Airlines Alter Cockpit Rules After Crash



Airlines across the world on Thursday changed rules mandating a second crew member be present in the cockpit at all times, following revelations that a German co-pilot may have locked himself in and deliberately crashed a jetliner.

Though the U.S. has required two crew members to be in the cabin at all times since the 9/11 attacks, many countries had not updated the rules.

Norwegian Air Shuttle, easyJet, Air Canada and Air Berlin all announced the new requirement while Germanwings parent company Lufthansa was among the airlines that did not change policy.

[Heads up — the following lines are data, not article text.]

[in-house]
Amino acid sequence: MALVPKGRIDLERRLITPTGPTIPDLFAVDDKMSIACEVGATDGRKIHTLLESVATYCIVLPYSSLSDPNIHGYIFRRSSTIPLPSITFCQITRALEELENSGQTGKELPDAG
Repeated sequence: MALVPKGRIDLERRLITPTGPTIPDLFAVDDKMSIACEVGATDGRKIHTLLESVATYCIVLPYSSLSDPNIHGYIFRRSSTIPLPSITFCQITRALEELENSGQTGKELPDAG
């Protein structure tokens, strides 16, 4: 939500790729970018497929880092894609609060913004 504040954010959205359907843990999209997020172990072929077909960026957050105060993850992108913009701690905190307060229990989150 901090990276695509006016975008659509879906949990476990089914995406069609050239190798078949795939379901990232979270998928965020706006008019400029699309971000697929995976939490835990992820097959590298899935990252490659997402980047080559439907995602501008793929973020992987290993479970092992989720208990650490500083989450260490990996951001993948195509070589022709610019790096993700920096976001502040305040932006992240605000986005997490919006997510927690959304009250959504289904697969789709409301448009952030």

Just hours before, French prosecutors said black box recordings suggest 27-year-old Andreas Lubitz locked the captain out of the cabin in order to crash a Germanwings plane into the Alps, killing all 150 people on board. Read more.

{Andy Newscenter}


  1. Chaval that such a common-sense rule (which American carriers already had in place, so it’s not like no one thought of it until now) wasn’t implemented until so many innocents were murdered by a deranged suicidal individual.

    It isn’t a guarantee against this sort of attack – a copilot could overpower the “shomer”, or both crew-members could conspire to destroy the plane – but it makes it far more difficult and far less likely that an airliner would be deliberately crashed.